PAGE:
Groove is in the heart: Chicago Marathon Training, Week 2, Day 2

After a rocky return from Alberta, I’m in a groove.

Gym on Mondays.

Track on Tuesdays.

Run on Wednesdays.

Bootcamp on Thursdays.

Rest on Fridays.

Long run on Saturdays.

Cross-training on Sundays.

There’s a few other gym sessions in there and a few more runs, but those are my anchors.

Sometimes my runs are easy, sometimes they are hard. but for the most part, I’m hitting my paces. I’m not missing any workouts. It’s coming together. It always feels like I could be doing more, going harder, running faster, but it’s a long process. And I need to trust the process.

My secret squad

“Oh my god, I need to sit down.”

We were on the subway wafter the New York City marathon. I was wrapped in my marathon poncho and was nearly crying tears of gratitude when there was an empty subway seat next to a girl wearing a marathon medal.

She slid over to make room for my as I collapsed.

“Thank you.”

“How’d you do?”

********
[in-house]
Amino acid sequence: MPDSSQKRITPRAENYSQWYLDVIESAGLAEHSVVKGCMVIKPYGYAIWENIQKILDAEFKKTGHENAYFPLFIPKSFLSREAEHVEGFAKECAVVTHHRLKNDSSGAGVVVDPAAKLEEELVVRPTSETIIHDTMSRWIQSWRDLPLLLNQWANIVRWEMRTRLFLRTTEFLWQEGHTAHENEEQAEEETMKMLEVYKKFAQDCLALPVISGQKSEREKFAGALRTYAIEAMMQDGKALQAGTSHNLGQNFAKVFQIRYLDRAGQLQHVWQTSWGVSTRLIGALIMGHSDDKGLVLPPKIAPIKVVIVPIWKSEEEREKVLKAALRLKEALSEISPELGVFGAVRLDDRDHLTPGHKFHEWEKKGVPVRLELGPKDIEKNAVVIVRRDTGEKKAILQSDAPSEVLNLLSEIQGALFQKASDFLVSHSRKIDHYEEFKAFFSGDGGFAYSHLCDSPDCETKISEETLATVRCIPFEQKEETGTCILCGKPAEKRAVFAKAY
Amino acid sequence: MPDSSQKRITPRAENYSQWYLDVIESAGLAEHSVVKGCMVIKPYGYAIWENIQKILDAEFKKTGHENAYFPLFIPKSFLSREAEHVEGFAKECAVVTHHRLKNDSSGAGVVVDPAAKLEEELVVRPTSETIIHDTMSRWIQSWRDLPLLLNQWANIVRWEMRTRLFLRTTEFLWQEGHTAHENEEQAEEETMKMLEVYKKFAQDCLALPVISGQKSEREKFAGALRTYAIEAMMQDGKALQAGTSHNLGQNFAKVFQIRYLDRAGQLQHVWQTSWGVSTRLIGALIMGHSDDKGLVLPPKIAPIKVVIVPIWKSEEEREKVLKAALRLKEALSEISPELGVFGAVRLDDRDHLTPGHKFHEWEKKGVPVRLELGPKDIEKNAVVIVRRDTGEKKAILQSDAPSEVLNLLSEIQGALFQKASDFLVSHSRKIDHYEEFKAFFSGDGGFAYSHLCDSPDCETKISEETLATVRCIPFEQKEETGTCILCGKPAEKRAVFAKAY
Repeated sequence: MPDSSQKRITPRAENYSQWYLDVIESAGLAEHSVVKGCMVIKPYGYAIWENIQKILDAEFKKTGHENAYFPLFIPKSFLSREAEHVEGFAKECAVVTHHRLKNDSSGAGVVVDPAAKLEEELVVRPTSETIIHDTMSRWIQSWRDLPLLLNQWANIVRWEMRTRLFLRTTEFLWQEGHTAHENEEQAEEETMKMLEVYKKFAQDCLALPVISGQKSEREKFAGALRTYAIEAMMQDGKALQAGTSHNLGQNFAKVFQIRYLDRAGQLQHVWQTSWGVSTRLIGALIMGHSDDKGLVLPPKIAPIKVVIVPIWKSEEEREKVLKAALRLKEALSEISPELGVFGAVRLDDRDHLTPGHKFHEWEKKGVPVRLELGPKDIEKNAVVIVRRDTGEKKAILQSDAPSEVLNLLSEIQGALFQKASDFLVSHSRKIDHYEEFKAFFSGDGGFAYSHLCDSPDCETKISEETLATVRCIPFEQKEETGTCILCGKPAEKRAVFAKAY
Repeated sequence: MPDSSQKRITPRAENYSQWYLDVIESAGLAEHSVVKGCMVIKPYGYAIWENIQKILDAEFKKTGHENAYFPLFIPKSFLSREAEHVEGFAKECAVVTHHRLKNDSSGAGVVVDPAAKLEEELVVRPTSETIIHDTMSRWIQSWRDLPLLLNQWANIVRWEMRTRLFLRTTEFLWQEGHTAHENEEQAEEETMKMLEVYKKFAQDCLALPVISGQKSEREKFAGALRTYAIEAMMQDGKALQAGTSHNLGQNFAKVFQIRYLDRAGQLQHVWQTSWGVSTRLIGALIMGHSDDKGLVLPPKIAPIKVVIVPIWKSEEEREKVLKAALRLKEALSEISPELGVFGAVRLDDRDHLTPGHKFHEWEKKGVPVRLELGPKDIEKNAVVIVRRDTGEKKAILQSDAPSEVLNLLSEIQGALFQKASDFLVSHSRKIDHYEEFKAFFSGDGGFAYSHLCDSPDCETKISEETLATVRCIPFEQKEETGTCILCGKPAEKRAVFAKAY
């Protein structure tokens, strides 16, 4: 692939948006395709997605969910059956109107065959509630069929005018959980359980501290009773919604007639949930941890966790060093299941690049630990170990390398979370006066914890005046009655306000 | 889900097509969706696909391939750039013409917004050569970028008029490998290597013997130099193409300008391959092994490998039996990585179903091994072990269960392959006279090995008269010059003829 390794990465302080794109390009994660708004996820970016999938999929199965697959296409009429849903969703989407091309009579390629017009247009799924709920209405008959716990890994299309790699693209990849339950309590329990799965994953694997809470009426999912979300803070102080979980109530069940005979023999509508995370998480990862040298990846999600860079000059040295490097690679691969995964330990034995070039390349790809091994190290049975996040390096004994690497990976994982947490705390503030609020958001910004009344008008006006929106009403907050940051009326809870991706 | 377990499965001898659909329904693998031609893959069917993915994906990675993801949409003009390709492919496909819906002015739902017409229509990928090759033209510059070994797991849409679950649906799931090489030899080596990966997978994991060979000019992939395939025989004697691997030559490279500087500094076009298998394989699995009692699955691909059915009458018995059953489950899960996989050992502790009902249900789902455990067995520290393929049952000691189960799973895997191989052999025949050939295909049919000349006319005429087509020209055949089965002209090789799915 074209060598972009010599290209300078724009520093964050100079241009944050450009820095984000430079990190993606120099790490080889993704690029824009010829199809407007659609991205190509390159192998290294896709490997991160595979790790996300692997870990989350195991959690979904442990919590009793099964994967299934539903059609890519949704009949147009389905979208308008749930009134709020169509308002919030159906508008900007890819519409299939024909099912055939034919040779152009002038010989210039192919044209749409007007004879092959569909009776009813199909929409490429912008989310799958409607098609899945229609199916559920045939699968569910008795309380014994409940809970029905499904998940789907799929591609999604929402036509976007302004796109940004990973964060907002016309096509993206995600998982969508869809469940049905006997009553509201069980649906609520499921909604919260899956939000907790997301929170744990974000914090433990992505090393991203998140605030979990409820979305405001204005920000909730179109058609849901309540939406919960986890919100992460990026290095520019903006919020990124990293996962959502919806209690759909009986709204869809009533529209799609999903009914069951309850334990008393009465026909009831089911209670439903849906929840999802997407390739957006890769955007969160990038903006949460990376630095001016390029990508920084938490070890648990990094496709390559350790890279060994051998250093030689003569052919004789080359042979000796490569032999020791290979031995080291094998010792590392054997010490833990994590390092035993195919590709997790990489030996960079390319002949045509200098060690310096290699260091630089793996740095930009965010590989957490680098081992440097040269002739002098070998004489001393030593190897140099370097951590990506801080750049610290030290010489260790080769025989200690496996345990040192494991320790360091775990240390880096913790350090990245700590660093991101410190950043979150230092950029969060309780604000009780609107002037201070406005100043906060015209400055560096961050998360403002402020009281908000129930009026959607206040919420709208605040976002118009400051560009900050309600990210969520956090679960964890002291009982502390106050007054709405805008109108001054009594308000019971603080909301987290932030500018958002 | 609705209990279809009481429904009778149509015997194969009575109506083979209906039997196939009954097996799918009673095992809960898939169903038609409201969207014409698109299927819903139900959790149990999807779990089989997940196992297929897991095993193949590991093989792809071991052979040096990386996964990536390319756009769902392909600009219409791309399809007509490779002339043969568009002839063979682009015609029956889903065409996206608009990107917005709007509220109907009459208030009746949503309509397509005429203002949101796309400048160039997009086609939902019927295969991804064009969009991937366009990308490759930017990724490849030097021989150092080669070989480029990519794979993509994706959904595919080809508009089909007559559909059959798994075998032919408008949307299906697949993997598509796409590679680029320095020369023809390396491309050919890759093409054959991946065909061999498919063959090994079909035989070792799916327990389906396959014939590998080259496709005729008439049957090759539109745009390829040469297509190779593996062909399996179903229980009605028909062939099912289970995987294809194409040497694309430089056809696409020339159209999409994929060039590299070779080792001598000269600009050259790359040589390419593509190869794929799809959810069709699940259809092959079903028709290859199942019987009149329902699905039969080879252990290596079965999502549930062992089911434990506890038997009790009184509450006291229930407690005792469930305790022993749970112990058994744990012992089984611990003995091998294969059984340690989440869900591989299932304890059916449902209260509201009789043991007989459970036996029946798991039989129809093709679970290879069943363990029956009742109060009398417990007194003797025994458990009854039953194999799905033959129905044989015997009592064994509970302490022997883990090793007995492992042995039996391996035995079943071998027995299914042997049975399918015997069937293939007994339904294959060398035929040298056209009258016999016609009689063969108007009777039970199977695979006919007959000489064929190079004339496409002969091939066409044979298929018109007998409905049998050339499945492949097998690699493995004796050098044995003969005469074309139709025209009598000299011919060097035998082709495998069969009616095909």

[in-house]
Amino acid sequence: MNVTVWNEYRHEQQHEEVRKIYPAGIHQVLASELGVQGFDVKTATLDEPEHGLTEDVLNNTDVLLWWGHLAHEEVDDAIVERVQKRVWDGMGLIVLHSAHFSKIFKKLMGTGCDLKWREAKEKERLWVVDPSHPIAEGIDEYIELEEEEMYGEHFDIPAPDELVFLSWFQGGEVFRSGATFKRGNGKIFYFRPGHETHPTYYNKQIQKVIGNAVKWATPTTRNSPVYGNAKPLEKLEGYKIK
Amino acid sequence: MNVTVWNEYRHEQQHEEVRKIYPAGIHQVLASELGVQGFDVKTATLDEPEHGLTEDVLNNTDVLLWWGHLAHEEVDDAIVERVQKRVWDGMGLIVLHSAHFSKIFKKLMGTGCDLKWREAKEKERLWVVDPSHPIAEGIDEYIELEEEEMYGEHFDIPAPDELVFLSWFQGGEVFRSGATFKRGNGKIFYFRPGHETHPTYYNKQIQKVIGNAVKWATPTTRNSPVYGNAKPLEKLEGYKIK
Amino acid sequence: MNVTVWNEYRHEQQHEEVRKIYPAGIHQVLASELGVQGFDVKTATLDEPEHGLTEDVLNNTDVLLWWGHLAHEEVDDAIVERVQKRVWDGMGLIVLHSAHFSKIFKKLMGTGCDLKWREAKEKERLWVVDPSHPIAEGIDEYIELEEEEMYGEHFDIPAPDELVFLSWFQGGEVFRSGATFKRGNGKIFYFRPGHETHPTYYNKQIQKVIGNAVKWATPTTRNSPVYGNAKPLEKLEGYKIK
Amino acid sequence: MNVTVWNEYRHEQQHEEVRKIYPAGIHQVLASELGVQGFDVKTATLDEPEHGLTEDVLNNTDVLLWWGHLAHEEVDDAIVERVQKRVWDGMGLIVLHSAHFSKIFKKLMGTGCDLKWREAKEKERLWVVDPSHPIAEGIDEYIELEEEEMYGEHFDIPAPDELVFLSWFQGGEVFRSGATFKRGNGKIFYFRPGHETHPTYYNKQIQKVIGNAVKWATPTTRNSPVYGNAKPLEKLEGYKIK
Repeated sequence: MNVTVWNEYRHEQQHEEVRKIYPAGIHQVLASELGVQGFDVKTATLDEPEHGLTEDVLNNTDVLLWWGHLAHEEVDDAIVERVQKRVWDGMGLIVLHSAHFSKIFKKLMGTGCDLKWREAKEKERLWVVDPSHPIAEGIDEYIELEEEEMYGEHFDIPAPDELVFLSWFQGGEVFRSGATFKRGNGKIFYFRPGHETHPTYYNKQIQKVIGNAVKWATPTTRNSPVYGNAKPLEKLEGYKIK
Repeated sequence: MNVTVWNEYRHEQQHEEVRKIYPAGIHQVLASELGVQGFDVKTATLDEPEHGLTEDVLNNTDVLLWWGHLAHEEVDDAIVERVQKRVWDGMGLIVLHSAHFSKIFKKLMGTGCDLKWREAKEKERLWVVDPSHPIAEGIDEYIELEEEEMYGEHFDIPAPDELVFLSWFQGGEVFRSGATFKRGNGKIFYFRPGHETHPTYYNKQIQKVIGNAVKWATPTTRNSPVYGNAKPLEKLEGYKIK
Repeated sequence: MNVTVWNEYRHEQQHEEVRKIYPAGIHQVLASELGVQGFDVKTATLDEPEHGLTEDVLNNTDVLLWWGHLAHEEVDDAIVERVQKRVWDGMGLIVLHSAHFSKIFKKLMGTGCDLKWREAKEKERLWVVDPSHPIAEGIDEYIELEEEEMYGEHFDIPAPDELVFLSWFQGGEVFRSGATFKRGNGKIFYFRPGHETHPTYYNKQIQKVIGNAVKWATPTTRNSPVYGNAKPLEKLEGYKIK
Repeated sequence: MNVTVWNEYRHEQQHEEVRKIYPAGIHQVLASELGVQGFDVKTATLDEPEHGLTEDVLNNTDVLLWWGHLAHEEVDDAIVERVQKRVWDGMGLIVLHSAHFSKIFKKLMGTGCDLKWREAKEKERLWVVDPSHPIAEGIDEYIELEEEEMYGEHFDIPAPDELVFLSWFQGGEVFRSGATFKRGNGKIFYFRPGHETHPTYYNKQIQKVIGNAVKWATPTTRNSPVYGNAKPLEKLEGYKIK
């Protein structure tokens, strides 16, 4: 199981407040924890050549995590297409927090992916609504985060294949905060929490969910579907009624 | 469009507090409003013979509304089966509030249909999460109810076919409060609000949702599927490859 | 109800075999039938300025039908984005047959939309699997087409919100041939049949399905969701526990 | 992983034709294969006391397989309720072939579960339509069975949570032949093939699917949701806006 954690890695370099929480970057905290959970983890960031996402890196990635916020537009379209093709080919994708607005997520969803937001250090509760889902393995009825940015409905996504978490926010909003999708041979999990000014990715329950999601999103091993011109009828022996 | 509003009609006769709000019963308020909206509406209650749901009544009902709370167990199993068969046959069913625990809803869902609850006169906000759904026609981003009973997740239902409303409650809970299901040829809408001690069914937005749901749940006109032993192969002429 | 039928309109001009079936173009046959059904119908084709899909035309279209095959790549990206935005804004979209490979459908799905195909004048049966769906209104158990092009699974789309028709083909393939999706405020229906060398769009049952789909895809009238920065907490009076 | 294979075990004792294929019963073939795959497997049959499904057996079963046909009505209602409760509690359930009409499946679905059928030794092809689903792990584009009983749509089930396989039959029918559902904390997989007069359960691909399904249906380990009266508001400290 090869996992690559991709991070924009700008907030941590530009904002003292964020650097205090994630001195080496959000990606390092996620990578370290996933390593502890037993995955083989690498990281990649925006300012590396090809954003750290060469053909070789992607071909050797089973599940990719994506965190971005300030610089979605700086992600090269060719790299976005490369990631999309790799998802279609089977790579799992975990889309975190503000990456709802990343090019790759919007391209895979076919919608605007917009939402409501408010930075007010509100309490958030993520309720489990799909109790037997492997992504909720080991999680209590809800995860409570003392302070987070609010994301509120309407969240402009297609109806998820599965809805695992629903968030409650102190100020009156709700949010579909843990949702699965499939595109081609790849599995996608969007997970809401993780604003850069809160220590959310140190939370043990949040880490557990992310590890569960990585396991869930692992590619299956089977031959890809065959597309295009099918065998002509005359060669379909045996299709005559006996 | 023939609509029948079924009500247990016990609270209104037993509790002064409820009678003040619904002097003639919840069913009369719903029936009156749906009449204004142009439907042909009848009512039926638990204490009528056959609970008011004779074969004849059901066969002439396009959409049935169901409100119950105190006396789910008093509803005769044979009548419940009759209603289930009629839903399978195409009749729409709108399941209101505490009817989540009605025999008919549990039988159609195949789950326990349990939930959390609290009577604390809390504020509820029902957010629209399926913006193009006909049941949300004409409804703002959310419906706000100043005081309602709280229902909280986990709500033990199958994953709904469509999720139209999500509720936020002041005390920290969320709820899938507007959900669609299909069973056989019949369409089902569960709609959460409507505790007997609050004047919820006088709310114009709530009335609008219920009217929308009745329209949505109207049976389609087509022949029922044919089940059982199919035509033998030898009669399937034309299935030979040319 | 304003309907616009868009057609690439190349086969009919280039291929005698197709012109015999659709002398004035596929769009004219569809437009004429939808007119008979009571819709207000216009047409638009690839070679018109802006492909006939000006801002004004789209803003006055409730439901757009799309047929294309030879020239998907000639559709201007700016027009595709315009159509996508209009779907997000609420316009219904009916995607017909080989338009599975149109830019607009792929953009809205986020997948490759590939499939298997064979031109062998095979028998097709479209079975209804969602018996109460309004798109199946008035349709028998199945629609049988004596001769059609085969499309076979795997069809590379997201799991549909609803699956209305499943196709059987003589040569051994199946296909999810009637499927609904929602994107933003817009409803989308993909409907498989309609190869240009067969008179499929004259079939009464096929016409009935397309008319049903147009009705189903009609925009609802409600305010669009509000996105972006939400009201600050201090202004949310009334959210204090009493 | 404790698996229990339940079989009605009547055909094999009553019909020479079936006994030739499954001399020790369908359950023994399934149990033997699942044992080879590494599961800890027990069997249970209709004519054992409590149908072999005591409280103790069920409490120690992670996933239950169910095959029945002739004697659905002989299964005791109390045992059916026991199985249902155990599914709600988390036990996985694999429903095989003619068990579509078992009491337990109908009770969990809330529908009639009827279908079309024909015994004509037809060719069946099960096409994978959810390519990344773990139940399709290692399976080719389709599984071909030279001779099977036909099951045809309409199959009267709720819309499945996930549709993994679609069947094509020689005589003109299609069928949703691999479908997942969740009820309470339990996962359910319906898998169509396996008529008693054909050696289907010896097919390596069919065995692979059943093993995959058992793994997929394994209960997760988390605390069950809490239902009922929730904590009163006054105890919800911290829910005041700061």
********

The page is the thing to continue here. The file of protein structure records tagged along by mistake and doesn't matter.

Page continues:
“I’m happy. What a race, eh?”

“Yeah! Um… would you mind if he took a picture of me? I didn’t get a good one with my medal.”

“Of course!”

My boyfriend was on the subway, standing next to us. He took her picture. We chatted about the route and the weather and marathon training until it was our stop.

“Congratulations!” I called as a limped out of the car.

Once we were outside, my boyfriend turned to me.

“How did you know her?”

I didn’t. I had never seen her before in my life. I’ll never see her again, and if I do, I’m not going to remember she was the girl who made room for me on the subway after my race.

But that doesn’t matter. Because we are in the same squad.

We run. And that’s enough.

This secret squad, of strangers connected over putting one foot in front of the other for hours on end, has been the biggest surprise and the best source of strength, since becoming a runner.

The random high five from a woman on a hot, sticky run in New Orleans.

The wave from a ace runner in the Don Valley when it freakishly hailed, but there was no way in hell we were cutting our long runs short.

The guy who, at 6:30am on a Sunday morning in downtown Manhattan, saw my running gear and wished me luck, as I headed to the subway on NYC marathon morning.